How Fee Sharing Agreements Impact your Legal Funding

by | Jul 18, 2017

In some types of litigation it’s common for an attorney to share or split fees with another attorney. Although you might be more than happy to work with the other attorney, you may not want him/her to know about your firm finances. That’s why some firms worry about getting legal funding based on a case where they are sharing fees because co-counsel may find out. However, that is rarely the case. Funding companies should only require a few pieces of pertinent information and generally should be keeping the financing confidential.

What information is needed?

When there is co-counsel and a fee share or fee split, funding companies typically request a signed agreement between co-counsel. What needs to be in the agreement varies; however, the main concern is that it lay out what percentage of the fee each attorney is entitled to receive.

What if there is no signed agreement between the attorneys?

In class actions, signed agreements are common. However, in other types of cases often there is no agreement. When no agreement exists, correspondence/email confirming the arrangement may also be sufficient. There is no need for the attorney to disclose to other counsel that he or she is seeking funding. The attorney can simply send an email setting forth the agreement and ask other counsel to confirm.

What about if the attorney is seeking funding against a referral fee or other case where he/she is not in charge of the litigation?

Often there is no signed agreement in the case of referral fees especially when the attorneys work together often. However, when an attorney is seeking funding on a referral fee due him/her from another attorney, the situation is a little more complicated since the attorney does not have control of the matter and the funds will not be deposited in his/her escrow account. When another attorney is in charge of the case and the funds are going to his or her account first, then funding companies will often require a letter from the other attorney acknowledging the funder’s interest in the fee. In the letter, the attorney who is handling the case must agree to pay the funder’s fee directly to the funder upon receipt of the funds. That means that the attorney seeking funding will need to advise the other attorney that he/she is getting funding.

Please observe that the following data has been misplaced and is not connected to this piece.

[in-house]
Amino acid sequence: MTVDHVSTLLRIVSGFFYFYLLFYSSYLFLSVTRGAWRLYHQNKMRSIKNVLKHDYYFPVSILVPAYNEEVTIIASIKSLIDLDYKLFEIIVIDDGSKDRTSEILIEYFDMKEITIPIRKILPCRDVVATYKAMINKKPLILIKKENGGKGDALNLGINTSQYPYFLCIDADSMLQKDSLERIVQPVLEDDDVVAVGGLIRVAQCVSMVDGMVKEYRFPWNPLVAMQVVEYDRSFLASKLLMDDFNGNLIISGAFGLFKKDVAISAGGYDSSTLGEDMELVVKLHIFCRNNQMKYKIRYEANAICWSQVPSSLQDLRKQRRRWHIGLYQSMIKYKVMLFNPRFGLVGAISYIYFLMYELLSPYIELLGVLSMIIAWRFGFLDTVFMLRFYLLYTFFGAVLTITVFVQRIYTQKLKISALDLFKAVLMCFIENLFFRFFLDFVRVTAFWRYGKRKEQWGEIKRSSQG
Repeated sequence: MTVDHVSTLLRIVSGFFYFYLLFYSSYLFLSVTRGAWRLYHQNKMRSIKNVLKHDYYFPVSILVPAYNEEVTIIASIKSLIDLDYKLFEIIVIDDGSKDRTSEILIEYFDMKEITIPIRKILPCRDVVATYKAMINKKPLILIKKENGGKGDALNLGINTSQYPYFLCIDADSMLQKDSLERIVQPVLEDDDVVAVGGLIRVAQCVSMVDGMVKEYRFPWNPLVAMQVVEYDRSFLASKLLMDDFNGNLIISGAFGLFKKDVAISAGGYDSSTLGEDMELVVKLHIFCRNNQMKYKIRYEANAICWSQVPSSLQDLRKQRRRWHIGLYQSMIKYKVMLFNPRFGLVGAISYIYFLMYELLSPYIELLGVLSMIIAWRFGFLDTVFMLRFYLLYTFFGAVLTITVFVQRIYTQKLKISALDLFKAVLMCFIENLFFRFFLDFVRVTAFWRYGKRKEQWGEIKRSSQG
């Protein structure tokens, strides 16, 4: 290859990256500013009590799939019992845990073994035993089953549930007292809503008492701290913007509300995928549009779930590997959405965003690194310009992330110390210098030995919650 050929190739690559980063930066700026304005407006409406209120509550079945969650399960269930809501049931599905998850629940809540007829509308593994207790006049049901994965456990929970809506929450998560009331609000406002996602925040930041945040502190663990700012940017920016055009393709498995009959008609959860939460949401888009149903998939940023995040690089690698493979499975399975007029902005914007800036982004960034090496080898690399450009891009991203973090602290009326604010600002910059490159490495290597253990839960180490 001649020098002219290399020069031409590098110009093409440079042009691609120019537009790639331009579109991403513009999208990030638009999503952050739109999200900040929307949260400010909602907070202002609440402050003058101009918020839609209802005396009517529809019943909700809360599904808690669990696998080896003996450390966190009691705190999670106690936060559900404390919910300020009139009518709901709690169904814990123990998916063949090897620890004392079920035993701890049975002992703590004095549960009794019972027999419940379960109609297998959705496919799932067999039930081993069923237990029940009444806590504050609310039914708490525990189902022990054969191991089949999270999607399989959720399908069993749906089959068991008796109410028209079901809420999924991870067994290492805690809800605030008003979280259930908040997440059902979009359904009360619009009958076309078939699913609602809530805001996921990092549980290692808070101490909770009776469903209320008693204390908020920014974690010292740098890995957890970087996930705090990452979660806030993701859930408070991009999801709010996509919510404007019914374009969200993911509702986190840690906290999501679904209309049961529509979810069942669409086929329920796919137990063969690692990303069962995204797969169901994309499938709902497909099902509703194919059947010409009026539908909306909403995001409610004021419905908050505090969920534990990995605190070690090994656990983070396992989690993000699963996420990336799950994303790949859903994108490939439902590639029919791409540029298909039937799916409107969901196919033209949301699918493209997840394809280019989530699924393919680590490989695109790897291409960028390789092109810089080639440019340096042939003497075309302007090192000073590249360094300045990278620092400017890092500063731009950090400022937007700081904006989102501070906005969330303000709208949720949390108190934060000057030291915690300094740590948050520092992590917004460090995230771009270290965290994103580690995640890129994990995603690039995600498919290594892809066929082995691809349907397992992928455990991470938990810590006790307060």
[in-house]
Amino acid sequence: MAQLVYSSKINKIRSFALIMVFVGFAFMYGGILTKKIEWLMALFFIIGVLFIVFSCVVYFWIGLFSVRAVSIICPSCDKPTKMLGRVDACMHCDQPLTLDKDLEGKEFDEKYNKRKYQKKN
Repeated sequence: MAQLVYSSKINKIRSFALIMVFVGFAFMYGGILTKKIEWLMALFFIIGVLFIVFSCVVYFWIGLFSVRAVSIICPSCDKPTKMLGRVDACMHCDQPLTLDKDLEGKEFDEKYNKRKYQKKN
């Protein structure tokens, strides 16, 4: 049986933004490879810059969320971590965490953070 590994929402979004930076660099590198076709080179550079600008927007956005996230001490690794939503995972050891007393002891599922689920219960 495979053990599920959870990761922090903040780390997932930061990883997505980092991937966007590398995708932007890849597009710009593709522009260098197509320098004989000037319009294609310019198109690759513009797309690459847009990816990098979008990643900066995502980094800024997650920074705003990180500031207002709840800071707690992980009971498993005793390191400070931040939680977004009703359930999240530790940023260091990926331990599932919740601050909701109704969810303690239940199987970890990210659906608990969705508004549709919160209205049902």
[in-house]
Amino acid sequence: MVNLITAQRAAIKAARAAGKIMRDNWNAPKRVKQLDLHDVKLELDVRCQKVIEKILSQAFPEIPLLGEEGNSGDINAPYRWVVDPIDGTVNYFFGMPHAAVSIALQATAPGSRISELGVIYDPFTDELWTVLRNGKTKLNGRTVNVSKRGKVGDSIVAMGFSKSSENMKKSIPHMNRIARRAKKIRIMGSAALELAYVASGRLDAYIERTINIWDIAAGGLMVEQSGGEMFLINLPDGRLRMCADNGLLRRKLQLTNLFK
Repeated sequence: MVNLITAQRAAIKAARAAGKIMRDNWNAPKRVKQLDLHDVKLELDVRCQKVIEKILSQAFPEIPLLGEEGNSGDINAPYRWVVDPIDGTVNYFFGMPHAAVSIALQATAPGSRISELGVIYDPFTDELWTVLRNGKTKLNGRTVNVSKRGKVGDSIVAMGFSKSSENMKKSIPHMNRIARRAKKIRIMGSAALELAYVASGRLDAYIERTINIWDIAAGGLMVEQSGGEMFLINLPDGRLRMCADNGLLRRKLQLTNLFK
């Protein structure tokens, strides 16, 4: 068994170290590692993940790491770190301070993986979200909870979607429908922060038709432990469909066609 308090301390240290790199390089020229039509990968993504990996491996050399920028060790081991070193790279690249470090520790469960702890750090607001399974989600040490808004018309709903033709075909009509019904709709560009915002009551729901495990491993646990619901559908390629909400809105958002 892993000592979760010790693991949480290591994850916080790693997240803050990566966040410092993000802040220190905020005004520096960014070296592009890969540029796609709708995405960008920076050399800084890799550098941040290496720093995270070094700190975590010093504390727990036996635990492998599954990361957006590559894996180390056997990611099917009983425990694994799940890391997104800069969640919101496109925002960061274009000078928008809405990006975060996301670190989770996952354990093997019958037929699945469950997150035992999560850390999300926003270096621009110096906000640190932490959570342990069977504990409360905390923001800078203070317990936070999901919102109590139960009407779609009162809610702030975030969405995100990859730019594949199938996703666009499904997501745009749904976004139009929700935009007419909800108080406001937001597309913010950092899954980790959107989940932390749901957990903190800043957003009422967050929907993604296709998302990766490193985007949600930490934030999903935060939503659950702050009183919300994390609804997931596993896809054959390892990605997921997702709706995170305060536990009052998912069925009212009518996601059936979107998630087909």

However, an experienced and reputable funding company will still make each decision on a case by case basis as the circumstances vary. For instance, in a class action or a multi-district litigation, a funder may not require a letter from the other attorney, in which case the funding can remain confidential. Establishing a strong relationship with a funding company can help facilitate the funding as the company is more familiar with your business.

If you have a question about financing a case involving fee sharing, fee splitting or referral fees, contact us for a consultation.